Meadows confronts Cohen in testy exchange on Trump racism accusations

Rep. Mark Meadows (R-N.C.) on Wednesday brought in Trump administration staffer Lynne Patton, who is black, to push back against Michael Cohen’s allegations during testimony before a House panel that the president is a racist.

“You made some very demeaning comments about the president that Ms. Patton doesn’t agree with. In fact, it has to do with your claim of racism,” Meadows said.

“She says that, as a daughter of a man born in Birmingham, Ala., that there is no way that she would work for an individual who was racist,” the conservative Republican added.

Patton, who serves in the Department of Housing and Urban Development, provided a statement to the House Oversight and Reform Committee that was entered into the record but not read aloud during the hearing.

{mosads}Cohen during his testimony noted that he is responsible for Patton joining the Trump Organization and for “the job she currently holds.”

Meadows said he’s spoken with Trump “over 300 times” and has not heard any racist comments from the president. He pressed Cohen for proof of his allegation, including whether he had recordings.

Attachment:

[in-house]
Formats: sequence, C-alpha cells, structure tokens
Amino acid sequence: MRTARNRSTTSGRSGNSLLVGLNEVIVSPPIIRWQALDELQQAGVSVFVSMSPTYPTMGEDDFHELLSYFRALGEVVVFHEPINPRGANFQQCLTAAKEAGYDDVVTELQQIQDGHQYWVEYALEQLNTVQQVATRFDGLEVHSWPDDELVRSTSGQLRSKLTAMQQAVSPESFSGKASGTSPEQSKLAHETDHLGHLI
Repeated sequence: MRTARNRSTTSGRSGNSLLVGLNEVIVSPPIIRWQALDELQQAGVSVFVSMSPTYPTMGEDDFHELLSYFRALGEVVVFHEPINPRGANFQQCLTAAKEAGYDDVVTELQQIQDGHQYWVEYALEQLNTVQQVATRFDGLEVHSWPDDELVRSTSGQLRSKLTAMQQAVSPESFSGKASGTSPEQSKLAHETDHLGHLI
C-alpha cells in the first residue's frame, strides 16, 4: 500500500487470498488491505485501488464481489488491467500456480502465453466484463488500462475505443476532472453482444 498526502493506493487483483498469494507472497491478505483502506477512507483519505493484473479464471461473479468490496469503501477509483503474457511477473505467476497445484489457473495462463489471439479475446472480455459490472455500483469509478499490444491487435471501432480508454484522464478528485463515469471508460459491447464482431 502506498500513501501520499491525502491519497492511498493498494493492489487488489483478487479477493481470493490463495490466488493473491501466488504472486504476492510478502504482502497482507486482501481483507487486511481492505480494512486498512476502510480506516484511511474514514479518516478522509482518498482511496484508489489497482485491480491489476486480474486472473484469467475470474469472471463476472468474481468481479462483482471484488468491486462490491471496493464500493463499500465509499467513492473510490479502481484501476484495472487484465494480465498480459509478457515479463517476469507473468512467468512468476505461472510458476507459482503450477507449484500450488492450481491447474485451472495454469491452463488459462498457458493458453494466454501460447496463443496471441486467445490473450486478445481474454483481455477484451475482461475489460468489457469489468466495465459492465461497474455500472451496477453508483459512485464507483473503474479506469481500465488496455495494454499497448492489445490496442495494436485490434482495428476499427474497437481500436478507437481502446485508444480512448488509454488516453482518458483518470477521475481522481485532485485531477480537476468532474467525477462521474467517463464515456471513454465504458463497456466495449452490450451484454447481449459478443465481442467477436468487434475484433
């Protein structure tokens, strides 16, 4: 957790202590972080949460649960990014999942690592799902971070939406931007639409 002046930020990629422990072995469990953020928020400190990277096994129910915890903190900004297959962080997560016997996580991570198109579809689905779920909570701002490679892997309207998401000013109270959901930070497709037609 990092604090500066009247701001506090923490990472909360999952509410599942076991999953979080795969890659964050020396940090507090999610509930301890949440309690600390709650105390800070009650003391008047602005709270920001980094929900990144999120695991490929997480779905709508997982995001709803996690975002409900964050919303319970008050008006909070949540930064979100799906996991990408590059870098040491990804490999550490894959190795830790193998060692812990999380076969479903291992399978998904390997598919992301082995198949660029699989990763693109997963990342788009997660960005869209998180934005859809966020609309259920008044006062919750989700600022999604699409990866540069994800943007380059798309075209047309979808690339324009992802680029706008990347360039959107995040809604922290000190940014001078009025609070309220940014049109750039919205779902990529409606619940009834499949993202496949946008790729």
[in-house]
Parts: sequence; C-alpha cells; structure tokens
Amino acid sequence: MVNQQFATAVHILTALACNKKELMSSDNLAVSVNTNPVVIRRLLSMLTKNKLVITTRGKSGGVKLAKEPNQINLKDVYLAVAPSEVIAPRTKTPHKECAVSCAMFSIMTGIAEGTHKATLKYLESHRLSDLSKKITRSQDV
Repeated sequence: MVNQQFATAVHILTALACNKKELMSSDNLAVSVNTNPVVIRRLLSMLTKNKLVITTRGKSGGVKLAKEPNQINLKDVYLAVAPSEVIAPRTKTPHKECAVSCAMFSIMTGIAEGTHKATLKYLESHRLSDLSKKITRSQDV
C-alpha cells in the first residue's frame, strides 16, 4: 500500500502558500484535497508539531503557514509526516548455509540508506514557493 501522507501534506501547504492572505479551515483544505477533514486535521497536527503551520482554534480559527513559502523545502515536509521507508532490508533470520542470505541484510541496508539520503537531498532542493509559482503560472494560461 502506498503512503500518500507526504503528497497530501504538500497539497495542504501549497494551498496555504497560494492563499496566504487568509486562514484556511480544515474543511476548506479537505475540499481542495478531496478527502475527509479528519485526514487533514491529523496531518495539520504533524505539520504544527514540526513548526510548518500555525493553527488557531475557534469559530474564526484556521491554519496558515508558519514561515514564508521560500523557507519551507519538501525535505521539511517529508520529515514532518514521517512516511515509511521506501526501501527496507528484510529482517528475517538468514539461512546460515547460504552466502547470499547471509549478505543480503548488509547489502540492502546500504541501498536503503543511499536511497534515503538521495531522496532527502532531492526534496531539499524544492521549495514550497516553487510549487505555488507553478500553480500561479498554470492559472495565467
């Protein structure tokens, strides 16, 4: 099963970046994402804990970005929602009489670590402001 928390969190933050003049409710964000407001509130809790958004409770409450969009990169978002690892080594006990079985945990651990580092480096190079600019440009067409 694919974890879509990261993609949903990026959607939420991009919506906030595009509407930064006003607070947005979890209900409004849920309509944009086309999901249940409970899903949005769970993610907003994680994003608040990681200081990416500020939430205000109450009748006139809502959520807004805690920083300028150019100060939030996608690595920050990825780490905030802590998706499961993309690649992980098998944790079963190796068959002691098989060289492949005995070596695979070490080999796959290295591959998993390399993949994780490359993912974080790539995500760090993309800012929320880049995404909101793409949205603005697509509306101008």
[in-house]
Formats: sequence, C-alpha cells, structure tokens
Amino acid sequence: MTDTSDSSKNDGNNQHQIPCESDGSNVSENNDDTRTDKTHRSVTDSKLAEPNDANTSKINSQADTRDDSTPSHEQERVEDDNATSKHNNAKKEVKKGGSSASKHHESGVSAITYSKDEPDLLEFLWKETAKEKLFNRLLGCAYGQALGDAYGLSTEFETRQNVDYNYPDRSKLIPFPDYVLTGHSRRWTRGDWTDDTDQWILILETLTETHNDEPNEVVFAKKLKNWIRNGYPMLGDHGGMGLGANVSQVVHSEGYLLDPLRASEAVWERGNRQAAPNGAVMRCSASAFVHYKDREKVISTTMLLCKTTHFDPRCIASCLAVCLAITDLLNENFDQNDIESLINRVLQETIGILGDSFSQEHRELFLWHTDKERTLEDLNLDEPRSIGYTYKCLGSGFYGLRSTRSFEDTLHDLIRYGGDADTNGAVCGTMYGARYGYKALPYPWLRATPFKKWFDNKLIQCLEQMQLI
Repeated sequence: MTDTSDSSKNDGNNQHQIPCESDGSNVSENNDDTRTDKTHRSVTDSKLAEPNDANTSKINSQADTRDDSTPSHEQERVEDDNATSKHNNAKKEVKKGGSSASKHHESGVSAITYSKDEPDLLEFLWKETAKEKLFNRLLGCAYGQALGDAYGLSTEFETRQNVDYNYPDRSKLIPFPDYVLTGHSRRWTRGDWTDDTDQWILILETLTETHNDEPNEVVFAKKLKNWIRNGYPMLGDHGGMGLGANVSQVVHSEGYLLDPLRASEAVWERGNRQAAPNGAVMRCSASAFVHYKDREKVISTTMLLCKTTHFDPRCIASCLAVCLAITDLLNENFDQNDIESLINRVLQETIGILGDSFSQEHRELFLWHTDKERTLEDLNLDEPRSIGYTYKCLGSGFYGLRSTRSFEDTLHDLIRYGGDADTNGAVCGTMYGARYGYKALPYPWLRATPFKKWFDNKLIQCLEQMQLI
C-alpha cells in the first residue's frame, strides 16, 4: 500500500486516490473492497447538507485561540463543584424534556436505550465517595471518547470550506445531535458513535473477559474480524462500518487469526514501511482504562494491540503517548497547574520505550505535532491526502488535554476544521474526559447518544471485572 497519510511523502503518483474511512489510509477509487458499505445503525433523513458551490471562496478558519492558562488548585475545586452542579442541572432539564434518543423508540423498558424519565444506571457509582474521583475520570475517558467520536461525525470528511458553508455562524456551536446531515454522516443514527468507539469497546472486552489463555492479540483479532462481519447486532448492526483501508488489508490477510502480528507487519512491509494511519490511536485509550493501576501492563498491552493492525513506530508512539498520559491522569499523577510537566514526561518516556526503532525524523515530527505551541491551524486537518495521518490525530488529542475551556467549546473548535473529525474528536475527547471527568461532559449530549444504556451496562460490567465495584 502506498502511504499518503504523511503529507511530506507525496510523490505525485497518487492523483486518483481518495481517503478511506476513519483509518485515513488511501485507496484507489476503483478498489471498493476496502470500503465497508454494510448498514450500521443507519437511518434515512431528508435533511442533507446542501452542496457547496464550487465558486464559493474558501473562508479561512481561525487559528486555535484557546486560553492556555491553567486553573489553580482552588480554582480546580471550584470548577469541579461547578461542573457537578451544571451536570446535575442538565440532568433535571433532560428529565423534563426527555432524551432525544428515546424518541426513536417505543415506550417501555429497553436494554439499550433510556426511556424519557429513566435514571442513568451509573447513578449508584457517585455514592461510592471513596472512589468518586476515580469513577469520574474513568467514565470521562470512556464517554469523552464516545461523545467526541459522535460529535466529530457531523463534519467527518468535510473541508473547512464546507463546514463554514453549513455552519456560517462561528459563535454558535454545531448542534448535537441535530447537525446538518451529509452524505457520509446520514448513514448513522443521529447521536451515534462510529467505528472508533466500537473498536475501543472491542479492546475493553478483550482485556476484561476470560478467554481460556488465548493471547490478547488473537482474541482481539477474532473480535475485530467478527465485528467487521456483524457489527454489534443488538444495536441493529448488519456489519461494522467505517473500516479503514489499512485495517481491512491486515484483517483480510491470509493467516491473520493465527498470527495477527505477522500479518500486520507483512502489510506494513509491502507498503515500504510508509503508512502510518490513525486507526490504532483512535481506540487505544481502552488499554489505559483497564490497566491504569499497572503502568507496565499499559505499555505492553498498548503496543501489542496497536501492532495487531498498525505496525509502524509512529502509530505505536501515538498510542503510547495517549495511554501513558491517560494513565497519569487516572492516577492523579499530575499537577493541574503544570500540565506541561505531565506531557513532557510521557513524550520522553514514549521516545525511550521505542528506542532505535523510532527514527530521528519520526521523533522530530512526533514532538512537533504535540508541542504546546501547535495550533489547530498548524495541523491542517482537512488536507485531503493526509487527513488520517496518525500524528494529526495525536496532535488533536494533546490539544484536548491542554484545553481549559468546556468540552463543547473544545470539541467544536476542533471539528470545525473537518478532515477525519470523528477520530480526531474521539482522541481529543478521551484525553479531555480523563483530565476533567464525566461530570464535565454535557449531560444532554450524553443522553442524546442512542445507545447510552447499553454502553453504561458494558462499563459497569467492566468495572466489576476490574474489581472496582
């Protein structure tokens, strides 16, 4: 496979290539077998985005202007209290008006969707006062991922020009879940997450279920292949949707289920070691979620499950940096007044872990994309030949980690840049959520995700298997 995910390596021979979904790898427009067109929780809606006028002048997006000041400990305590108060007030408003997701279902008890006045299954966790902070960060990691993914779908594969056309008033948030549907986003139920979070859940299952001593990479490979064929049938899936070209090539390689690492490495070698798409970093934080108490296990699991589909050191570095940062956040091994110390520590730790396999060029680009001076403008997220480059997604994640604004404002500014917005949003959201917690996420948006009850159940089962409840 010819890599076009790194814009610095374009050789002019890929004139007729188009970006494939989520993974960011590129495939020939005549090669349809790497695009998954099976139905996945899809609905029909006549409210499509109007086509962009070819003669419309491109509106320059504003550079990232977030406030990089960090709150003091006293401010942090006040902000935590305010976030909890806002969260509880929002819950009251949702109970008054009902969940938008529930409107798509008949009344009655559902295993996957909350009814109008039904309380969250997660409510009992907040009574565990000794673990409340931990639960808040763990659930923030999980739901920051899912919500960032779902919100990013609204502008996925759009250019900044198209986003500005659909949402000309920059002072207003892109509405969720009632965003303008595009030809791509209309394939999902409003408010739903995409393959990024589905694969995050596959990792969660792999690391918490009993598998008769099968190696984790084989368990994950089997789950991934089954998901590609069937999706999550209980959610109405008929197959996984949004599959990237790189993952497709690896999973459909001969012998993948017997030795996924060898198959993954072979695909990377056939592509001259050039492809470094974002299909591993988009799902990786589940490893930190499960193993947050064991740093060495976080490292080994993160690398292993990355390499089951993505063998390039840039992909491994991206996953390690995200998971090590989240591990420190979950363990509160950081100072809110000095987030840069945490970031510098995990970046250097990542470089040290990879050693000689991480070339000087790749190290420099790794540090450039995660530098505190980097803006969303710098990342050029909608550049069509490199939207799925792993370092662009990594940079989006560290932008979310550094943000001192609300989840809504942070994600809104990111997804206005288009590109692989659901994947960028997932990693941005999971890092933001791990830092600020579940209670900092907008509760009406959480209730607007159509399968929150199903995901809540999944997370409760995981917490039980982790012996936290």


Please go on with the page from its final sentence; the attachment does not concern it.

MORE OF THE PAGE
“No, sir,” Cohen responded, acknowledging that he has recorded other conversations.

“Do you have proof?” Meadows asked.

“Ask Ms. Patton how many people who are black are executives at the Trump Organization,” Cohen said. “And the answer is zero.”

In a tweet Wednesday morning, Patton said that “it doesn’t take you 15 years to call someone a racist.”

“Unless they’re not one,” she added.

Cohen, who worked for the president for years as his personal attorney, said in his opening statement before the congressional panel that Trump is a “racist” and a “conman.”

He cited past claims that the president said black people “are too stupid to vote” for him and said Trump made racist comments on the set of “The Apprentice.”

Trump’s critics and some Democrats have labeled the president racist, pointing to his vocal role in pushing the “birther” conspiracy theory that former President Obama was not born in the U.S. and his comments that “both sides” were to blame for violence at a 2017 white nationalist rally in Charlottesville, Va.

The president has deflected such criticisms, touting economic gains for African-Americans and other minority groups during his administration.

–This report was updated at 1:37 p.m.

Tags Cohen testimony Mark Meadows Racism

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